I Fell for Le Labo's Santal 33 Just Like the Rest of the World and I Don't Care if That Makes Me a Sucker
I mean, even Justin frickin' BEIBER wears it.
I remember hearing Natalie Wood's name long before I ever saw her in a movie. I have a memory of my dad calling her "one of the most beautiful women who ever lived" when I was a kid, and, at the risk of dipping just a toe into very deep psychological waters, hearing when you're a very little girl who the most important man in your life thinks is beautiful can have a pretty big impact on your own ideas of who's beautiful.
After seeing photos of Wood from the 1970s, it was clear that my father was probably initially attracted to my mother because of their resemblance — when they met, my mom looked like she could be Wood's Jewish cousin. But it wasn't until I saw West Side Story for the first time when I was 12 that I came to really idolize her beauty.
It just so happened I watched West Side Story every single day that summer — sometimes twice a day. I was in a theater camp production of the musical, and I became obsessed with it. (What is it with tweens and becoming easily obsessed with stuff?) I studied every ruffle of Rita Moreno's purple dress, counted every flip Russ Tamblyn did, and more than anything, I wondered how I could ever become as beautiful as Natalie Wood as Maria. I surrendered to the likelihood that I'd never have eyes as big as hers or a nose as cute, and I offered myself the consolation prize of "at least I wouldn't need to lip sync someone else's singing voice." (A premature consolation prize at that, because, as I learned when I finally saw Gypsy, Natalie Wood could, in fact, sing — she just didn't have the soprano voice Bernstein's songs demanded.)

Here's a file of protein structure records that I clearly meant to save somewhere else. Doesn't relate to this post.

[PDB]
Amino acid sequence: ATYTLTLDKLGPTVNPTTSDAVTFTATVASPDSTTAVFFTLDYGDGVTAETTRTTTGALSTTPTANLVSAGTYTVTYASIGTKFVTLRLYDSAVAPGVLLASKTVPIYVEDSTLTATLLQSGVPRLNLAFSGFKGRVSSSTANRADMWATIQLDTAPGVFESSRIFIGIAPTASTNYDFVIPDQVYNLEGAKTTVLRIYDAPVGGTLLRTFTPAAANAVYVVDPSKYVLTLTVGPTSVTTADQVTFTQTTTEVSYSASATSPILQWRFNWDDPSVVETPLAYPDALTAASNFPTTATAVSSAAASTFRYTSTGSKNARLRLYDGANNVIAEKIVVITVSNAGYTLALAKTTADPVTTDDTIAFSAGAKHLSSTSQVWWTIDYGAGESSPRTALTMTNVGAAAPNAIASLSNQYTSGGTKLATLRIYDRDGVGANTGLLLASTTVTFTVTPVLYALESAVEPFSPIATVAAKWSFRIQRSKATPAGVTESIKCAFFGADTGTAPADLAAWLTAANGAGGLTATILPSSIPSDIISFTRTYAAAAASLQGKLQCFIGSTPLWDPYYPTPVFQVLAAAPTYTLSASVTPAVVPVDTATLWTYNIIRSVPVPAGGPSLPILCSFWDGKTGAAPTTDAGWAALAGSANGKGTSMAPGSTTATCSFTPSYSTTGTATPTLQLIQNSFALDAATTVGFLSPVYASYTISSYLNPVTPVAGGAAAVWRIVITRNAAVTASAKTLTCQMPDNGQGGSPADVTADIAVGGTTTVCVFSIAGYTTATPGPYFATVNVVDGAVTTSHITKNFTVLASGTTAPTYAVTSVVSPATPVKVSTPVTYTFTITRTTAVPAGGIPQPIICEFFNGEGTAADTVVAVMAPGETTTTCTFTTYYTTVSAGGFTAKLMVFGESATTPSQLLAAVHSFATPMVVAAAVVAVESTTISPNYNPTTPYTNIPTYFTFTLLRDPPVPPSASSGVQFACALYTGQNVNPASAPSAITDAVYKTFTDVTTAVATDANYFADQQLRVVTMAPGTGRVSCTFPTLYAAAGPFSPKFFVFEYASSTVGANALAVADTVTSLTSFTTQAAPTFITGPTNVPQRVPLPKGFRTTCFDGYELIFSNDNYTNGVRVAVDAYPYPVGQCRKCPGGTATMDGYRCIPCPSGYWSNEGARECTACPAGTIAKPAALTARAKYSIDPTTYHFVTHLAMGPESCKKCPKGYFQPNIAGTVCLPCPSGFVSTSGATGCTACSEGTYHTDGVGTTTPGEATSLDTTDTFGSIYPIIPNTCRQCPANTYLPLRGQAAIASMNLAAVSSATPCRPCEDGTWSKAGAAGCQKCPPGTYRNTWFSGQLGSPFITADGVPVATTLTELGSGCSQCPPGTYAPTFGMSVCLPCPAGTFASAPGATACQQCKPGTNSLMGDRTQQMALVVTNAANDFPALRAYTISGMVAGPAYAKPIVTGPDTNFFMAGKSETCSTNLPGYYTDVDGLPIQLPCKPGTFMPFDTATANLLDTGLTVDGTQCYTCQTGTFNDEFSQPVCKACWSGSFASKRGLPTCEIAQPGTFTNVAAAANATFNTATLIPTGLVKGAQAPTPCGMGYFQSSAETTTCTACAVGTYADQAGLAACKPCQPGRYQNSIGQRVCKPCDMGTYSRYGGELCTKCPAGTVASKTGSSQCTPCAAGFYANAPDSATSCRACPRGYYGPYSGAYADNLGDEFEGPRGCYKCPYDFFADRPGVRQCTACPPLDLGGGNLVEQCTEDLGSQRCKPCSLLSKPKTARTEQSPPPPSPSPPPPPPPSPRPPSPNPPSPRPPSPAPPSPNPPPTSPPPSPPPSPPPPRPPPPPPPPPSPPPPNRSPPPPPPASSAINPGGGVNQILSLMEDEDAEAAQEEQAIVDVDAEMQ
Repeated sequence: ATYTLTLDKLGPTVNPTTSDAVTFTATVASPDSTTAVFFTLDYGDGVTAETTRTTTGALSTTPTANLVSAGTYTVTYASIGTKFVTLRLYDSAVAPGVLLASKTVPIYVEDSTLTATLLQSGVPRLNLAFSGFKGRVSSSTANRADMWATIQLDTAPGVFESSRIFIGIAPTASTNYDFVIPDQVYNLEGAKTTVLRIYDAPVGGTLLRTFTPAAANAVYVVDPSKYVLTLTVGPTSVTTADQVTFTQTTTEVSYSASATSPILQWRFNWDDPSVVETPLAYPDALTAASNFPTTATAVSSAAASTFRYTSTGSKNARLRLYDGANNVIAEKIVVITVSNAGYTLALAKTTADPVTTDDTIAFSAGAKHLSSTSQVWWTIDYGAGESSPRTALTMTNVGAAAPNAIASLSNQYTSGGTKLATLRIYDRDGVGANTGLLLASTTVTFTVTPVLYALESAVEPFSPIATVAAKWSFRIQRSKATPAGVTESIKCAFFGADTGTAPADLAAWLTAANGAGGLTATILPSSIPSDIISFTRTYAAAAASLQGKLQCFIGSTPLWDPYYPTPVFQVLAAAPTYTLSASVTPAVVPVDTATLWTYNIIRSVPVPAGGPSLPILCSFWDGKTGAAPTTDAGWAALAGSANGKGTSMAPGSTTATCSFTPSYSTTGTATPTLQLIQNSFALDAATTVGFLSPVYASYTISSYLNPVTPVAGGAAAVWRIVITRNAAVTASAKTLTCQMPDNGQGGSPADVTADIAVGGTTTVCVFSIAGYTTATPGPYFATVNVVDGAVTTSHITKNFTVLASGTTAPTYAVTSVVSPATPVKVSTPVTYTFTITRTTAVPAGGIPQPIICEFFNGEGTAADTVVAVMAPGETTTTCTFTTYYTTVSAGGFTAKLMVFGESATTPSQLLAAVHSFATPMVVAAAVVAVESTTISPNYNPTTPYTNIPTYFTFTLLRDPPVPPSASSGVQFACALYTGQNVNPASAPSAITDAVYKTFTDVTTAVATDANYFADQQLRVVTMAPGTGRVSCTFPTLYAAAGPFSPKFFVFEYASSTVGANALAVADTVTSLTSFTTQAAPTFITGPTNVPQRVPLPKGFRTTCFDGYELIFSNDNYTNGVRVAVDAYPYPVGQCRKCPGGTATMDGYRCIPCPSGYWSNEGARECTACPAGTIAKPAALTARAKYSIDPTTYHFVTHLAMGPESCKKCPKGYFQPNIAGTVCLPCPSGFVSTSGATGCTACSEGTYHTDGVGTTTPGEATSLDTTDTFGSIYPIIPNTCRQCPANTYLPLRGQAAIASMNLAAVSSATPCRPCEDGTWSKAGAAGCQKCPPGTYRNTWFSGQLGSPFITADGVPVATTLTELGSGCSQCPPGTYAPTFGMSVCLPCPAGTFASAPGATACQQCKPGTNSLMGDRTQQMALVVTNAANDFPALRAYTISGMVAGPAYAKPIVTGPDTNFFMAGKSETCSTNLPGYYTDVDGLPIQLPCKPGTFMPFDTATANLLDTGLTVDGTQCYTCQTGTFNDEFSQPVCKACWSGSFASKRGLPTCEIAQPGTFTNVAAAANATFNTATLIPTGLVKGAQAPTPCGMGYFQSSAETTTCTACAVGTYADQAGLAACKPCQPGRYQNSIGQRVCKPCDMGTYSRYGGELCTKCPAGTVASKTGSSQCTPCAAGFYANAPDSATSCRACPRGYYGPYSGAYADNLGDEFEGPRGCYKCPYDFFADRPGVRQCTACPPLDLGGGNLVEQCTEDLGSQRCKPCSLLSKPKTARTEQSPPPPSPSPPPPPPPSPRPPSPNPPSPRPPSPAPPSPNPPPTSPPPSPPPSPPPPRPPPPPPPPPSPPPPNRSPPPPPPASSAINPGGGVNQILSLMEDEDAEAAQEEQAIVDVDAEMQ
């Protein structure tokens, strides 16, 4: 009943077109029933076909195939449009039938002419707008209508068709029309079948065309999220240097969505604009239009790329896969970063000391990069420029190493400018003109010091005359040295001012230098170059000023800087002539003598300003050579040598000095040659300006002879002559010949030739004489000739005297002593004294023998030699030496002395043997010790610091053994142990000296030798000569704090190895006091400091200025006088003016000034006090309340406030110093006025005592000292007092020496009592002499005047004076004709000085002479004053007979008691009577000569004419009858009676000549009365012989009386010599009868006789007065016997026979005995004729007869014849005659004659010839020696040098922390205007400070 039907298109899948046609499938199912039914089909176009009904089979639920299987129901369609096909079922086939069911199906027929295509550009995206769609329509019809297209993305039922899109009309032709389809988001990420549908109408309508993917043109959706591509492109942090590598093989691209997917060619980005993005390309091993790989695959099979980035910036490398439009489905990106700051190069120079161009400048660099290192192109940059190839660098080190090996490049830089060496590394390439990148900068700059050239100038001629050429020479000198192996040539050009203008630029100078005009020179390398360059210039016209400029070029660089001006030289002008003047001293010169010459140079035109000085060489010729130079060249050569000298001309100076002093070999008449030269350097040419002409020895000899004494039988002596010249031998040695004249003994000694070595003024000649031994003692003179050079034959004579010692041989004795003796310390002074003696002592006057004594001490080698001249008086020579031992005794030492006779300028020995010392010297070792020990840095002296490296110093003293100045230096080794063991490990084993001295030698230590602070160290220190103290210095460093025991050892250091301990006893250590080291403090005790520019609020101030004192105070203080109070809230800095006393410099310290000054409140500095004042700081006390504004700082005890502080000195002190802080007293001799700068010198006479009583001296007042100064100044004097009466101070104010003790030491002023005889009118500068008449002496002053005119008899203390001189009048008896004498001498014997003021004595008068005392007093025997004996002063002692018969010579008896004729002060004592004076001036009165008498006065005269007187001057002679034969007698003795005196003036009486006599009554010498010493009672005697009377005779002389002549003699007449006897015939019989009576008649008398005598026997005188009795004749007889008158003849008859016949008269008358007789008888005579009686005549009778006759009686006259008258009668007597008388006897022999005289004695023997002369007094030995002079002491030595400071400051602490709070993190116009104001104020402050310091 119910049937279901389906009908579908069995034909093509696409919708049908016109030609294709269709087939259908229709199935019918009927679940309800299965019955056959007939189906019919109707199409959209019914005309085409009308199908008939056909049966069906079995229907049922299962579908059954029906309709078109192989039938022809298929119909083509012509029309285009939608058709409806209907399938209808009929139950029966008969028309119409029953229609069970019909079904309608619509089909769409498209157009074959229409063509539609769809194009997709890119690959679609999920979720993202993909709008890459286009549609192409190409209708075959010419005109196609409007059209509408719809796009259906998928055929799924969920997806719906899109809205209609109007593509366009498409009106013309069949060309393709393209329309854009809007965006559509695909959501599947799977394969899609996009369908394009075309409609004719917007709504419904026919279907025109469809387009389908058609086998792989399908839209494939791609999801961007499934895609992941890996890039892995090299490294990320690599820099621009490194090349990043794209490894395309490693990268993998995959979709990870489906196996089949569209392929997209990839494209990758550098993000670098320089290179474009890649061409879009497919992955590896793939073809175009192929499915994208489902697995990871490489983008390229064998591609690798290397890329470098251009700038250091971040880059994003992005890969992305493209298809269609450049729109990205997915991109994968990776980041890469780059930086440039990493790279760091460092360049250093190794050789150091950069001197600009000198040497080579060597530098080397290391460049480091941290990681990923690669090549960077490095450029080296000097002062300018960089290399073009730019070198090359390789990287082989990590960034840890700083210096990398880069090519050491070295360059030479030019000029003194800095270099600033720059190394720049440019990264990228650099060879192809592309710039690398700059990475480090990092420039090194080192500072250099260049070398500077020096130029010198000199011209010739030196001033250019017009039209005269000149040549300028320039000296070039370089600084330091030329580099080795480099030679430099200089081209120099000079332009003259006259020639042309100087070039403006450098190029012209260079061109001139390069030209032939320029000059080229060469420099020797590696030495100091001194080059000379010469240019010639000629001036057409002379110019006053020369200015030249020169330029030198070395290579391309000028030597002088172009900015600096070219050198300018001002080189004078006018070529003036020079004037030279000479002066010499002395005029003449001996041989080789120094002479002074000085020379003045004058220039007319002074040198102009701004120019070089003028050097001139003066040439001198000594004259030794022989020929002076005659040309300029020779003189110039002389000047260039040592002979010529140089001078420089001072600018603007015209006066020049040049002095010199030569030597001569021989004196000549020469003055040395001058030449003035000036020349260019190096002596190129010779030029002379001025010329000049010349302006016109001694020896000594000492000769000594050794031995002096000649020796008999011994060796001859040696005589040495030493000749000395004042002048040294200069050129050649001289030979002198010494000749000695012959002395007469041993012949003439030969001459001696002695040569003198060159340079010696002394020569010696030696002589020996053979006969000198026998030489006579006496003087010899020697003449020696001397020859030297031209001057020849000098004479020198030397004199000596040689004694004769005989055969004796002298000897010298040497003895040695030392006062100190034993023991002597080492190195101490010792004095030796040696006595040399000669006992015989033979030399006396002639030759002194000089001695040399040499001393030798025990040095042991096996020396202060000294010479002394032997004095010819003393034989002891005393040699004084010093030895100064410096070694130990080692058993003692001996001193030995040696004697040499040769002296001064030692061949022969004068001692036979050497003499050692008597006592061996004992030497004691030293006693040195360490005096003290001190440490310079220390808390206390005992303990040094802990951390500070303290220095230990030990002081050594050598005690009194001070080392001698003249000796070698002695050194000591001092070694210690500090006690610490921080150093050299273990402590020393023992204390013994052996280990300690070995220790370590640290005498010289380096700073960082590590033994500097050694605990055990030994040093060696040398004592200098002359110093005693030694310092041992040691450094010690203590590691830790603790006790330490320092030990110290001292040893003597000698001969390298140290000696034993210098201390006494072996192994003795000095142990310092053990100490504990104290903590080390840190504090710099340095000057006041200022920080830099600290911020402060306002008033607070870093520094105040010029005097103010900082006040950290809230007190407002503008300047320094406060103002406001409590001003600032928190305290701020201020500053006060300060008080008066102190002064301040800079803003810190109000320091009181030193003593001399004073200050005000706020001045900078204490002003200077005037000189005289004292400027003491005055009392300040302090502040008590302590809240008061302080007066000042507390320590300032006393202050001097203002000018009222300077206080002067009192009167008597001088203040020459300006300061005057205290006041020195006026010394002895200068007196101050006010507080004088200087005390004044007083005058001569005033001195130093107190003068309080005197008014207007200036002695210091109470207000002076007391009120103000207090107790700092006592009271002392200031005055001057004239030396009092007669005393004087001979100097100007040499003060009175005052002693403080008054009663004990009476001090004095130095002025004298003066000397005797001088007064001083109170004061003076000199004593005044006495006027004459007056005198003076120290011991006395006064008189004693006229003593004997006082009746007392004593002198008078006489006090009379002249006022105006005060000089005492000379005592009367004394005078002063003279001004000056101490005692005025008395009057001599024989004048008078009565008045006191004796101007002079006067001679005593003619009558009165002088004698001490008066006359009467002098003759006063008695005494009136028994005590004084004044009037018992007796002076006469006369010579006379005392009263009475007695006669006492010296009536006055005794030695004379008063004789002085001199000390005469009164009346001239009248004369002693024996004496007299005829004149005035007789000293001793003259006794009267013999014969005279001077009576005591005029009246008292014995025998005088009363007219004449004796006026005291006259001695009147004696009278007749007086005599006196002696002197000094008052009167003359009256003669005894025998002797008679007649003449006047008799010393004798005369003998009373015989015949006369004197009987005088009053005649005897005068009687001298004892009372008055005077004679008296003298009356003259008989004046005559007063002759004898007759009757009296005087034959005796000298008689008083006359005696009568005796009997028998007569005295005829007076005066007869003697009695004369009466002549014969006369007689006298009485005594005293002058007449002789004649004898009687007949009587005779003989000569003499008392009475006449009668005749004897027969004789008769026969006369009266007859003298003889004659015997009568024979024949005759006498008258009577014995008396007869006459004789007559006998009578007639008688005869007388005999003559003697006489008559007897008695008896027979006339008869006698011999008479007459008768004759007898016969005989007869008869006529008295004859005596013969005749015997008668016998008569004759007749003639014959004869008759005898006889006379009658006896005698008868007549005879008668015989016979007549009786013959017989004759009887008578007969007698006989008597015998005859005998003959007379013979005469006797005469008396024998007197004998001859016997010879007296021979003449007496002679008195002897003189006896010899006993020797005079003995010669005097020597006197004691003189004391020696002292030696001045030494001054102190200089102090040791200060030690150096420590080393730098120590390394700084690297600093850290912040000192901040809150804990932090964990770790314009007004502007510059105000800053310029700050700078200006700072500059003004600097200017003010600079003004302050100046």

Earlier this month, I realized two things. First, this October marks the 55th anniversary of West Side Story hitting movie theaters. Second, there's actually a fragrance named in Wood's memory, aptly called Natalie, and I got acquainted with it at a recent event celebrating the launch of a new gift set for the holidays.
Natalie's lookalike daughter, Natasha Gregson Wagner, was at the party to tell us how much her mother meant to her and how much she associated her scent with her memory of her.
And it turns out the scent is just as beautiful as the woman it's named after — that is if you love white florals as much as I do. It's dominated by gardenia, with notes of jasmine, orange blossom, neroli, narcissus and freesia.
So hey, if I can't look like Natalie Wood, at least I can smell something like her, right?
I have actually been planning to put together a roundup of some of Wood's most beautiful moments for a long time — ever since a young colleague told me several months ago that she'd never heard of her and I nearly spit out my coffee — and with the launch of this set and the anniversary of my favorite of Wood's films, I have no excuse to put it off any longer.
Let's look at how stunning Natalie Wood was during her 43 years of talent, beauty, and motherhood.